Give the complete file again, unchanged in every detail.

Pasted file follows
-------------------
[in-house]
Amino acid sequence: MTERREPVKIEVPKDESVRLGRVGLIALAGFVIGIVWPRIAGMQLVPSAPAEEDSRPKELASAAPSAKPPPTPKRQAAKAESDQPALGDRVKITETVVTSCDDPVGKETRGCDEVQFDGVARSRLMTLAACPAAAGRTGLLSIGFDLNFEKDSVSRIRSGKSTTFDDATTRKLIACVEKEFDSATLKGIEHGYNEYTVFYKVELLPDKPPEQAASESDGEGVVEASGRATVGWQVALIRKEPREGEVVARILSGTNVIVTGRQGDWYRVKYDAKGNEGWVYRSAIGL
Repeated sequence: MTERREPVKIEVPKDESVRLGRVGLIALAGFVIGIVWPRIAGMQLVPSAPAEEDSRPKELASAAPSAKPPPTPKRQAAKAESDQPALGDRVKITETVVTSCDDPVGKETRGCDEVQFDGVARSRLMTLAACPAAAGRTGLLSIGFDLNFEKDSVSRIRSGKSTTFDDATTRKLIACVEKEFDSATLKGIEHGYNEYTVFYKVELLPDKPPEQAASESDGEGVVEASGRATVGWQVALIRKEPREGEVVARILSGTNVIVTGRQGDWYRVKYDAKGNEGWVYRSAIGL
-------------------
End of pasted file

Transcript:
[in-house]
Amino acid sequence: MTERREPVKIEVPKDESVRLGRVGLIALAGFVIGIVWPRIAGMQLVPSAPAEEDSRPKELASAAPSAKPPPTPKRQAAKAESDQPALGDRVKITETVVTSCDDPVGKETRGCDEVQFDGVARSRLMTLAACPAAAGRTGLLSIGFDLNFEKDSVSRIRSGKSTTFDDATTRKLIACVEKEFDSATLKGIEHGYNEYTVFYKVELLPDKPPEQAASESDGEGVVEASGRATVGWQVALIRKEPREGEVVARILSGTNVIVTGRQGDWYRVKYDAKGNEGWVYRSAIGL
Repeated sequence: MTERREPVKIEVPKDESVRLGRVGLIALAGFVIGIVWPRIAGMQLVPSAPAEEDSRPKELASAAPSAKPPPTPKRQAAKAESDQPALGDRVKITETVVTSCDDPVGKETRGCDEVQFDGVARSRLMTLAACPAAAGRTGLLSIGFDLNFEKDSVSRIRSGKSTTFDDATTRKLIACVEKEFDSATLKGIEHGYNEYTVFYKVELLPDKPPEQAASESDGEGVVEASGRATVGWQVALIRKEPREGEVVARILSGTNVIVTGRQGDWYRVKYDAKGNEGWVYRSAIGL